GAZA (Reuters) – Thousands of Palestinians rallied at the Gaza-Israel border on Saturday to mark the first anniversary of a surge of protests, facing off against Israeli forces massed across the frontier.
Palestinians gather during a protest marking Land Day and the first anniversary of a surge of border protests, at the Israel-Gaza border fence east of Gaza City March 30, 2019. REUTERS/Mohammed Salem
Troops fired tear gas across the border and the Israeli military said some of the estimated 20,000 demonstrators threw rocks, grenades and burning tyres towards them.
Palestinian activists clad in bright orange vests tried to keep people back, though some made it to the fence.
Gaza medics said that one Palestinian man was killed by Israeli fire before dawn on Saturday near the boundary. The Israeli military said it had no knowledge of the death and that Palestinians were throwing explosive devices at the border fence through Friday night.
Confrontatins have mounted this week ahead of the commemoration of the ‘Great March of Return’ protests, which began on March 30 2018. A Gaza rocket attack wounded seven Israelis north of Tel Aviv on Monday and, in response, Israel launched a wave of air strikes and ramped up its forces at the border.
The protests have turned deadly in the past and Egyptian mediators were working to avoid further bloodshed and ease israeli restrictions on Gaza. Leaders of Gazan armed groups Hamas and Islamic Jihad said that progress had been made in the truce talks.
Security has been a prominent issue in the build-up to Israeli elections due on April and, Prime Minister Benjamin Netanyahu’s handling of Gaza will be a key issue as he seeks a fifth term in office.
The protests call for the lifting of a security blockade imposed by Israel and Egypt, and for Palestinians to have the right to return to land from which their families fled or were forced to flee during Israel’s founding in 1948. Israel rejects that demand saying that would eliminate its Jewish majority.
March 30 also marks “Land Day”, an annual commemoration of the deaths of six Arab citizens of Israel killed by Israeli security forces during demonstrations over government land confiscations in northern Israel in 1976.
Loudspeakers on the Gaza side of the border blasted national songs and medical field units were set up in case of injuries as Gazans flowed to the various protest sites under heavy rain.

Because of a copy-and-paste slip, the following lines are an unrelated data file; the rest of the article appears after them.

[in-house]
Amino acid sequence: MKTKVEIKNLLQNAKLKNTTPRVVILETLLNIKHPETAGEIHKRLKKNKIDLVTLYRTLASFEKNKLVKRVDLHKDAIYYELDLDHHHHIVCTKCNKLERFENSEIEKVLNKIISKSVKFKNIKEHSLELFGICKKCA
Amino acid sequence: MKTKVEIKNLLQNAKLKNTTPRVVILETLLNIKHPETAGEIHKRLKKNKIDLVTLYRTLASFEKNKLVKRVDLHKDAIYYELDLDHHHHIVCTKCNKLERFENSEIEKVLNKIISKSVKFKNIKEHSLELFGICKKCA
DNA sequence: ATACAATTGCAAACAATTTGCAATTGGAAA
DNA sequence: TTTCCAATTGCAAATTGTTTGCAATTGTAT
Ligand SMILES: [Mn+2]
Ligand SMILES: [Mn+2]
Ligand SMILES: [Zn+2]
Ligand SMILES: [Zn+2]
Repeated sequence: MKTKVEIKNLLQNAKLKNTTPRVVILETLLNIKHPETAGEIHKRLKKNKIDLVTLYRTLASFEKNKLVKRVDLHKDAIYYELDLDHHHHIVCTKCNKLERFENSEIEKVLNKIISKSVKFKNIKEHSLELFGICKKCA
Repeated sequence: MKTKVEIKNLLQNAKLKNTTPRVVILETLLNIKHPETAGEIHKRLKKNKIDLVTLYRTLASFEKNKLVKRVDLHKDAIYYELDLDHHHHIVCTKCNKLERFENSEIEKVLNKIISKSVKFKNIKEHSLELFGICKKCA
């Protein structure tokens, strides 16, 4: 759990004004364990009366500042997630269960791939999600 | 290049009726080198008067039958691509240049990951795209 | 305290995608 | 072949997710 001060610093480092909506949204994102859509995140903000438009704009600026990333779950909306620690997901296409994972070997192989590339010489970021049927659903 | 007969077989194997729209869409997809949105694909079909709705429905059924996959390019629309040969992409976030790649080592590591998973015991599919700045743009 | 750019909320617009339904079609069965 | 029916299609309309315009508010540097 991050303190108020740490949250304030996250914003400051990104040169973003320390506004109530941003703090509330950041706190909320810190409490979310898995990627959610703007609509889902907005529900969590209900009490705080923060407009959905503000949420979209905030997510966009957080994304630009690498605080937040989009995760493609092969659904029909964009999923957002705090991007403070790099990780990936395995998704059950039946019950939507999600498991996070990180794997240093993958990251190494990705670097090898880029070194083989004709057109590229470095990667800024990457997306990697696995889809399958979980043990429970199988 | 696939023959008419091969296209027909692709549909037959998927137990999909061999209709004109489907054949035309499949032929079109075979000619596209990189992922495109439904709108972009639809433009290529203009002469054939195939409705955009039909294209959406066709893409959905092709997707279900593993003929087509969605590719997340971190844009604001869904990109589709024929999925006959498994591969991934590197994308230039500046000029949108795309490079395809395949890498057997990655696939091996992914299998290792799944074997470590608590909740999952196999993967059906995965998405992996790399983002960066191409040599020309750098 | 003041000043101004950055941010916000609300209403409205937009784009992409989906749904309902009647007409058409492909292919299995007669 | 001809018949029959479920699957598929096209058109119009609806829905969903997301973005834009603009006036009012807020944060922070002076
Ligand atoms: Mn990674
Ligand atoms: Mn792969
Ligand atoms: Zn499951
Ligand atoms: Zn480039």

The Gaza Education Ministry shut schools to encourage participation.
“In a year I will finish school, my father is unemployed so I will be unable to go to university, who is responsible? Israel,” said 16-year-old Mohammed Ali. “I don’t know how many years will pass before our lives improve but we should continue (protests) as long as the occupation and the blockade exist.”
More than 2 million Palestinians are packed into the Gaza Strip, a narrow coastal enclave where poverty and unemployment rates are high. The Islamist Hamas group rules the territory and has fought three wars with Israel in the past decade.
The blockade is cited by humanitarian agencies as a key reason for impoverishment in Gaza.
Israel seized Gaza in a 1967 war and pulled out its troops in 2005. The security blockade, it says, is necessary in order to stop weapons from reaching Hamas and other armed groups which have fired thousands of rockets into Israel.
The border protests have turned into a standoff between Gazans hurling rocks and explosives and Israeli troops across the border. Palestinians have also launched incendiary balloons and kites into Israel and breached the Israeli frontier fence.
About 200 Gazans have been killed by Israeli troops since the protests started, according to Palestinian Health Ministry figures, and an Israeli soldier was killed by a Palestinian sniper.
Israel’s use of lethal force has drawn censure from the United Nations and rights groups. U.N. investigators said last week that Israeli forces may be guilty of war crimes for using excessive force.
Israel says it has no choice but to use deadly force at the protests to prevent militants from breaching the border fence and attacking civilian communities in the area.
Writing by Maayan Lubell; Editing by Andrew Heavens